Rehabilitation of movement after stroke requires re-learning of normal movement patterns that have been lost due to brain injury. Transcranial direct current stimulation (tDCS) is a safe, non-invasive technique which holds potential for improving this re-learning of movement.
tDCS involves placing electrodes on the scalp and passing a very small electrical current through the brain. The effect on the brain is dependent on the position of the electrodes on the scalp and direction of electric current used.
In this study, the researchers are searching for the conditions of tDCS which offer the optimum improvement in re-learning of movement. They will train stroke survivors to perform simple movement-learning tasks on a computer, using their weaker arm.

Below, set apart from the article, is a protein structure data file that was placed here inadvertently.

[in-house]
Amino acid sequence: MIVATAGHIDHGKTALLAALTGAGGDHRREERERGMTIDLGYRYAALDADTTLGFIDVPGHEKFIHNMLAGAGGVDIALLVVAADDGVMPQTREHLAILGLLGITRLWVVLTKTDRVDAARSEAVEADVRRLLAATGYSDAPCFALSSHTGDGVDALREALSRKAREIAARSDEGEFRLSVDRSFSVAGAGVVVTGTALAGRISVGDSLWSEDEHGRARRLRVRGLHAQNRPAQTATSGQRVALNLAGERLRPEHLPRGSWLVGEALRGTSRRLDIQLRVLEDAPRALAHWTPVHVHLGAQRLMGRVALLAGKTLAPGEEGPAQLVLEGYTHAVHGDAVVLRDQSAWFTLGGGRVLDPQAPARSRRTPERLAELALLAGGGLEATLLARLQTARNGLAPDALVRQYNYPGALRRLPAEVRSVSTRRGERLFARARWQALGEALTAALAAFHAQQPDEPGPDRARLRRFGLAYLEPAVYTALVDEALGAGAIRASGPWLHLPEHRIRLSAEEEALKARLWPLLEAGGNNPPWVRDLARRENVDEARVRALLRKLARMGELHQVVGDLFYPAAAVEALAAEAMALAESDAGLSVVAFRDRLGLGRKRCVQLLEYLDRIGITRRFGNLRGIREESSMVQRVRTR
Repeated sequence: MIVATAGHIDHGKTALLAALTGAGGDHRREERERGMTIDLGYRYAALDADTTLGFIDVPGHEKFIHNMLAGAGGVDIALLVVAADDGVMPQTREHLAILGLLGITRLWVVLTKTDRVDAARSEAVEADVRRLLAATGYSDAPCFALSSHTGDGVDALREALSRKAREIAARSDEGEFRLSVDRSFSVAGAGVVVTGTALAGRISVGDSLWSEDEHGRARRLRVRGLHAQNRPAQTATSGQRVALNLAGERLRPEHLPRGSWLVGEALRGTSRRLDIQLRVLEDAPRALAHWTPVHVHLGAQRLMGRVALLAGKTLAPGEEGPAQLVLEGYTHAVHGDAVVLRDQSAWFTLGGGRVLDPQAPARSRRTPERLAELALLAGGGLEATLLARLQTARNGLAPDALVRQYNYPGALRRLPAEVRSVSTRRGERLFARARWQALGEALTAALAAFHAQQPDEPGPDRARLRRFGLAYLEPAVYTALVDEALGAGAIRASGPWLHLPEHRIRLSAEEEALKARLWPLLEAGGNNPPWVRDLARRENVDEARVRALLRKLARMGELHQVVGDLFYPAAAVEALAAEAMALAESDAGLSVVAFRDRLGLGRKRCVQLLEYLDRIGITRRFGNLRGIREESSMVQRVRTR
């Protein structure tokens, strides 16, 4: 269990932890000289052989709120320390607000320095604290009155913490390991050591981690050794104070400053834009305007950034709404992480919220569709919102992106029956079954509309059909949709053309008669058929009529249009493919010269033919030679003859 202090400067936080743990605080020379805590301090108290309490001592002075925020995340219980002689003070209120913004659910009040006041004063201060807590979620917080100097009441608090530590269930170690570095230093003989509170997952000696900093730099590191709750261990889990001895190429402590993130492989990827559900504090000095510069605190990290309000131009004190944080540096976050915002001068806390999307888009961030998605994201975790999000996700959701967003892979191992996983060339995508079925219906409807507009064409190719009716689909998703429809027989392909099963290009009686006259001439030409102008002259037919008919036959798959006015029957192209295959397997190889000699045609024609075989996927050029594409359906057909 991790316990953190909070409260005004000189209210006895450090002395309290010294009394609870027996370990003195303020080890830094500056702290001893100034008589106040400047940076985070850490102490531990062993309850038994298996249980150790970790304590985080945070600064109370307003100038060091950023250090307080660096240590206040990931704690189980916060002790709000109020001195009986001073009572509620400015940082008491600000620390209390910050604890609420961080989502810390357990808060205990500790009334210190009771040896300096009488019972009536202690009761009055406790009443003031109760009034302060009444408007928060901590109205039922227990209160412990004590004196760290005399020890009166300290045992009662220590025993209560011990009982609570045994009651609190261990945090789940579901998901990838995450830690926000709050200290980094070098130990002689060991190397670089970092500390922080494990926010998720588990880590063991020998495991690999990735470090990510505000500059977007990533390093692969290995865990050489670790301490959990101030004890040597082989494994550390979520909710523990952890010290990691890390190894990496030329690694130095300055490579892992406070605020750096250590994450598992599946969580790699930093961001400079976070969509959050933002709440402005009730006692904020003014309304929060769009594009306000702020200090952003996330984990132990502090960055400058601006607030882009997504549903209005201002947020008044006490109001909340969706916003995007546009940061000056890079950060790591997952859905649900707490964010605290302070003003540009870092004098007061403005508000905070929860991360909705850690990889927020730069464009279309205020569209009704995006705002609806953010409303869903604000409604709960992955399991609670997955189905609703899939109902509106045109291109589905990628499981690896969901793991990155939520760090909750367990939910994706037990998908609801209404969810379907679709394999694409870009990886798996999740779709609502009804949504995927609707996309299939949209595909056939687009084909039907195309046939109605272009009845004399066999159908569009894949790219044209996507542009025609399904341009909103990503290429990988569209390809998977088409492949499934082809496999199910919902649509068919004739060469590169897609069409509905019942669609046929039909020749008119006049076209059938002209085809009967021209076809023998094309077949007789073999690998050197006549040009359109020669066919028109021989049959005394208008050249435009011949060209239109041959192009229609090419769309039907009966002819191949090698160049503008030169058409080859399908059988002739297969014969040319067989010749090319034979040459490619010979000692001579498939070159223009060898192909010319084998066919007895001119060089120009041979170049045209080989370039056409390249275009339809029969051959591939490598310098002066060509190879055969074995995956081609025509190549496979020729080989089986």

During the tasks, half the participants will receive tDCS, whilst the other half will receive a dummy-stimulation. The researchers will take readings of how fast the participants learn, how much use they have of their weaker arm, and how well both sides of their brains are communicating.
This study is hoped to inform the design of a randomised, controlled clinical trial, which would investigate the combined use of tDCS and physiotherapy to improve arm and hand function after stroke.